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SchlezingerBUToday

Jennifer Schlezinger

Associate Professor of Environmental Health, Boston University School of Public Health
Guest Investigator, WHOI

In the Schlezinger laboratory, we seek to understand how exposure to environmental contaminants contributes to two pathological conditions, obesity and osteoporosis. The prevalence of each of these conditions is on the rise, and they are each significant health risks. Obesity in the most common chronic disease risk factor in the US. Lifetime risk of suffering a bone fracture increases as the bone quality diminishes. Obesity and osteoporosis may seem like two unrelated conditions, but they are connected by shared biological pathways, pathways that can be exploited by environmental chemicals.

Metabolic disruptors are chemicals that act to control fat tissue development either by acting on the fat cells themselves or by altering food intake and metabolism by acting on the brain, pancreas, liver, gastrointestinal tract and muscle. We study four classes of metabolic disruptors, organotins (food crop fungicides, stabilizers used in plastics), phthalates (agents used to make plastics soft), polycyclic musks (fragrances) and organophosphate flame retardants (chemicals added to furniture foam and nail polish).  We find that these chemicals do not just impact the processes that control metabolic homeostasis, but also bone homeostasis. We want to know how environmental contaminants hijack the proteins that regulate both metabolic and bone homeostasis, proteins called nuclear receptors. By defining how these chemicals override naturally occurring cellular processes, we will enhance our understanding of how these chemicals stimulate obesity and osteoporosis, with the ultimate goal being to reduce the risk of developing metabolic disease and suffering life-altering bone fractures.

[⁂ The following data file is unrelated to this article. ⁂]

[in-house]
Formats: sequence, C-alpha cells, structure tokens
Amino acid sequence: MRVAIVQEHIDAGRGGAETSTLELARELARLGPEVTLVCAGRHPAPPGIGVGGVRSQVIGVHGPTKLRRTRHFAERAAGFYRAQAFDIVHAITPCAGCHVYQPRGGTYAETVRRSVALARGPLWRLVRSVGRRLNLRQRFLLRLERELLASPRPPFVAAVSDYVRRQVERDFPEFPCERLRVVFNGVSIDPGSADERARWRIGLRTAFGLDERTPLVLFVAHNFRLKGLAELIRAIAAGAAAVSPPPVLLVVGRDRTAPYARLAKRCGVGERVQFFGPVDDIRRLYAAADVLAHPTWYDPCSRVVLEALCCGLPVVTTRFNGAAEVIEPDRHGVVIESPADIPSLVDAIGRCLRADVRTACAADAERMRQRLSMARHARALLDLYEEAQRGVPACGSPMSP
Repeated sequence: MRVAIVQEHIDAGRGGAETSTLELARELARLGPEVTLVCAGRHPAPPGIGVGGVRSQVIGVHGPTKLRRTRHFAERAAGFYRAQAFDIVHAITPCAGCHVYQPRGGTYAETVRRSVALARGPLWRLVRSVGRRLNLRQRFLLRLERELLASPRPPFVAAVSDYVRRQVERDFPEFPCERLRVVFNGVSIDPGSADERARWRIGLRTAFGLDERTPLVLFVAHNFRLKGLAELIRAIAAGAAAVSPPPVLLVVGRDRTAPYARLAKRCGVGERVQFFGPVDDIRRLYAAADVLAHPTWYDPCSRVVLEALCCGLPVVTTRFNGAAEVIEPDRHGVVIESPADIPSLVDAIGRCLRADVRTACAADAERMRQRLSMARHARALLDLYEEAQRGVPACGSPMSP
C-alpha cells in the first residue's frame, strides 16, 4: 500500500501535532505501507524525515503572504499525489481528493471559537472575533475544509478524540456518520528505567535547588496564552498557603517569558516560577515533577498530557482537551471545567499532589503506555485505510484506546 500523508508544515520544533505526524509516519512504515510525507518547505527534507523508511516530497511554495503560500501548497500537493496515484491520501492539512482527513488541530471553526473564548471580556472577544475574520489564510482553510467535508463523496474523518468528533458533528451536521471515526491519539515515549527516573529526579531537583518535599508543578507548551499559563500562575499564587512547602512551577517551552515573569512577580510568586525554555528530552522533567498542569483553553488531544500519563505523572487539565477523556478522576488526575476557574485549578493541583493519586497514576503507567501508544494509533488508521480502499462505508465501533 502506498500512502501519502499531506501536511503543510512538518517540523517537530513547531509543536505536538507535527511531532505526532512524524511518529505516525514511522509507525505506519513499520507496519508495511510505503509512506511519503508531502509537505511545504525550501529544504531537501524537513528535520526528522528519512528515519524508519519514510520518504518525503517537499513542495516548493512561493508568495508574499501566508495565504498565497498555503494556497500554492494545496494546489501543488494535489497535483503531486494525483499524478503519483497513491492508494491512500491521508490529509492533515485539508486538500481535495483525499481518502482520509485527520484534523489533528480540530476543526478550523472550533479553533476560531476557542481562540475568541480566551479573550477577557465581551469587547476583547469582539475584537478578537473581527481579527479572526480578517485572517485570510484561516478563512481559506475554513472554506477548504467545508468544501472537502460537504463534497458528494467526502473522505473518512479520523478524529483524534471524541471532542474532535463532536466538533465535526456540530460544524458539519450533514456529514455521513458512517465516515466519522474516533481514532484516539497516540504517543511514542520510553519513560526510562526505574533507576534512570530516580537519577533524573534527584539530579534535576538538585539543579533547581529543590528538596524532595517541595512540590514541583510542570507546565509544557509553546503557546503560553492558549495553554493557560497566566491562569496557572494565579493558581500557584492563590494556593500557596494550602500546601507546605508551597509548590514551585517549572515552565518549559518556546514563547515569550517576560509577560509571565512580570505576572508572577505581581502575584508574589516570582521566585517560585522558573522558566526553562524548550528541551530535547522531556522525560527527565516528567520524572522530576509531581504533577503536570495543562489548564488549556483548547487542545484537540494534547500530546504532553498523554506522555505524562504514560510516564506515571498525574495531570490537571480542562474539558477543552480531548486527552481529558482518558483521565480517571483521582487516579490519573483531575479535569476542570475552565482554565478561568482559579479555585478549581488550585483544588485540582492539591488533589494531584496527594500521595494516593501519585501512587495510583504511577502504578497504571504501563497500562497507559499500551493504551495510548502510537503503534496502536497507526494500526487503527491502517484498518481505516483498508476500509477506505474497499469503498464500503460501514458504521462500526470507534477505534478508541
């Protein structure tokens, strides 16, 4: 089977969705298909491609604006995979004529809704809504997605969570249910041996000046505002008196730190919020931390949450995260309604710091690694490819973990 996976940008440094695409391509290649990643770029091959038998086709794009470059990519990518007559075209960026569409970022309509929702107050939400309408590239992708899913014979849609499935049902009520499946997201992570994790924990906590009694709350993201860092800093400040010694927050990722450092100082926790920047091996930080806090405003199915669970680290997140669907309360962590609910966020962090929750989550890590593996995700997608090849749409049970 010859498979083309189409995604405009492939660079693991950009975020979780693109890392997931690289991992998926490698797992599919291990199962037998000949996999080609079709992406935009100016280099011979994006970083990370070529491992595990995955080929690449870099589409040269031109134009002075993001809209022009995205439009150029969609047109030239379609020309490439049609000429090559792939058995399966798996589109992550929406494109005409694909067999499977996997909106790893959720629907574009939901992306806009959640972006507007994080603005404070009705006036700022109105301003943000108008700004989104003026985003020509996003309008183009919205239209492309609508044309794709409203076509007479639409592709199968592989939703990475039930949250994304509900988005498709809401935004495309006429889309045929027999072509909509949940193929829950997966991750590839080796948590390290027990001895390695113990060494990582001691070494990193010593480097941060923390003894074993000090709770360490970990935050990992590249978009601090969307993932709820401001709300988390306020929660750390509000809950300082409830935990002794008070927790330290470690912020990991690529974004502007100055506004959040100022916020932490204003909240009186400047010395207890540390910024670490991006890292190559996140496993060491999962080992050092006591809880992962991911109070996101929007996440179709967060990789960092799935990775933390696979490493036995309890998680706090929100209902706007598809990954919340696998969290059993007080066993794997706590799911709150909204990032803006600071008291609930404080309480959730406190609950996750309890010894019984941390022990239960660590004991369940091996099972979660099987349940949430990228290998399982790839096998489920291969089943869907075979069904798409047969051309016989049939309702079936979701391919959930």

We use three types of models to study the hypothesis that early life exposures to environmental pollutants can deregulate bone and fat tissue homeostasis over a life time. We use mammalian cell culture, an in vivo mouse model, and an in vivo zebrafish model. We collaborate with the Hahn and Stegeman laboratories at WHOI, using zebrafish to investigate chemical mechanisms of action in a whole animal model.

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Email: jschlezi@bu.edu
Phone: 617.358.1708